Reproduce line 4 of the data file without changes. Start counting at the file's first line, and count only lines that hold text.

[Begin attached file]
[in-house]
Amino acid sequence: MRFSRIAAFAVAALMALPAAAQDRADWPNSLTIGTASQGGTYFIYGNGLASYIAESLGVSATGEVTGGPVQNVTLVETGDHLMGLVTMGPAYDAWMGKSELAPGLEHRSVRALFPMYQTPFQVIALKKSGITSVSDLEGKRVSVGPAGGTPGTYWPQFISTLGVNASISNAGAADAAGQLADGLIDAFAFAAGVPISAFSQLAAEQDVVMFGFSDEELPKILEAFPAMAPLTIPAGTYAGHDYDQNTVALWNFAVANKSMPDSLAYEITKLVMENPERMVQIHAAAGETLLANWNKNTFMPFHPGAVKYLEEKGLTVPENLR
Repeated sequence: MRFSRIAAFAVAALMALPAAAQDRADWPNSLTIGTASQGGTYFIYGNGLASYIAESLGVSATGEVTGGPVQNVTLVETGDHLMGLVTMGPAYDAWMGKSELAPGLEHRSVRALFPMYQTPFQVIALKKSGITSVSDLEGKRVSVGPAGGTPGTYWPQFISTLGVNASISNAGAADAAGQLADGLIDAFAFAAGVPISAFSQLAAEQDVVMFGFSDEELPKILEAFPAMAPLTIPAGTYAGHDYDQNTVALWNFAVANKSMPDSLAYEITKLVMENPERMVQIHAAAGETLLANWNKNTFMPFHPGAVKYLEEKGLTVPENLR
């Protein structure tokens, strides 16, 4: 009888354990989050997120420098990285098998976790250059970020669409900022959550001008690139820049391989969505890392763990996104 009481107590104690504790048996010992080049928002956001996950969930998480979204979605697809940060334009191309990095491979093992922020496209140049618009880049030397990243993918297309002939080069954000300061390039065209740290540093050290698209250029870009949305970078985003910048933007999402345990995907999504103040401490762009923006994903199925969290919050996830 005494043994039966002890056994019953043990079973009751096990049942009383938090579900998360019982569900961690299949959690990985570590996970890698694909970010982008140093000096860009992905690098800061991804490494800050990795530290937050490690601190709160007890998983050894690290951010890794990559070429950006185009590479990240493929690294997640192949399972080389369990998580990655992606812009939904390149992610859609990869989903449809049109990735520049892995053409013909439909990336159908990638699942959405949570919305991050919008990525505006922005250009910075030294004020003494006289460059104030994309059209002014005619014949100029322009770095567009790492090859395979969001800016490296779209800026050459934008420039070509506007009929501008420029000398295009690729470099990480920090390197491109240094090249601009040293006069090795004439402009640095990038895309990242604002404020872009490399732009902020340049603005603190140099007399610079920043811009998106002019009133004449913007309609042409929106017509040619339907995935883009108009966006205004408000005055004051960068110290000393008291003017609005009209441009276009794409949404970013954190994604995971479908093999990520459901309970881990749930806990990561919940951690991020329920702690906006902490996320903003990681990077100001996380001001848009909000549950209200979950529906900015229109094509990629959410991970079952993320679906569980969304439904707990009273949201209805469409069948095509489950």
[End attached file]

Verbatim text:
């Protein structure tokens, strides 16, 4: 009888354990989050997120420098990285098998976790250059970020669409900022959550001008690139820049391989969505890392763990996104 009481107590104690504790048996010992080049928002956001996950969930998480979204979605697809940060334009191309990095491979093992922020496209140049618009880049030397990243993918297309002939080069954000300061390039065209740290540093050290698209250029870009949305970078985003910048933007999402345990995907999504103040401490762009923006994903199925969290919050996830 005494043994039966002890056994019953043990079973009751096990049942009383938090579900998360019982569900961690299949959690990985570590996970890698694909970010982008140093000096860009992905690098800061991804490494800050990795530290937050490690601190709160007890998983050894690290951010890794990559070429950006185009590479990240493929690294997640192949399972080389369990998580990655992606812009939904390149992610859609990869989903449809049109990735520049892995053409013909439909990336159908990638699942959405949570919305991050919008990525505006922005250009910075030294004020003494006289460059104030994309059209002014005619014949100029322009770095567009790492090859395979969001800016490296779209800026050459934008420039070509506007009929501008420029000398295009690729470099990480920090390197491109240094090249601009040293006069090795004439402009640095990038895309990242604002404020872009490399732009902020340049603005603190140099007399610079920043811009998106002019009133004449913007309609042409929106017509040619339907995935883009108009966006205004408000005055004051960068110290000393008291003017609005009209441009276009794409949404970013954190994604995971479908093999990520459901309970881990749930806990990561919940951690991020329920702690906006902490996320903003990681990077100001996380001001848009909000549950209200979950529906900015229109094509990629959410991970079952993320679906569980969304439904707990009273949201209805469409069948095509489950």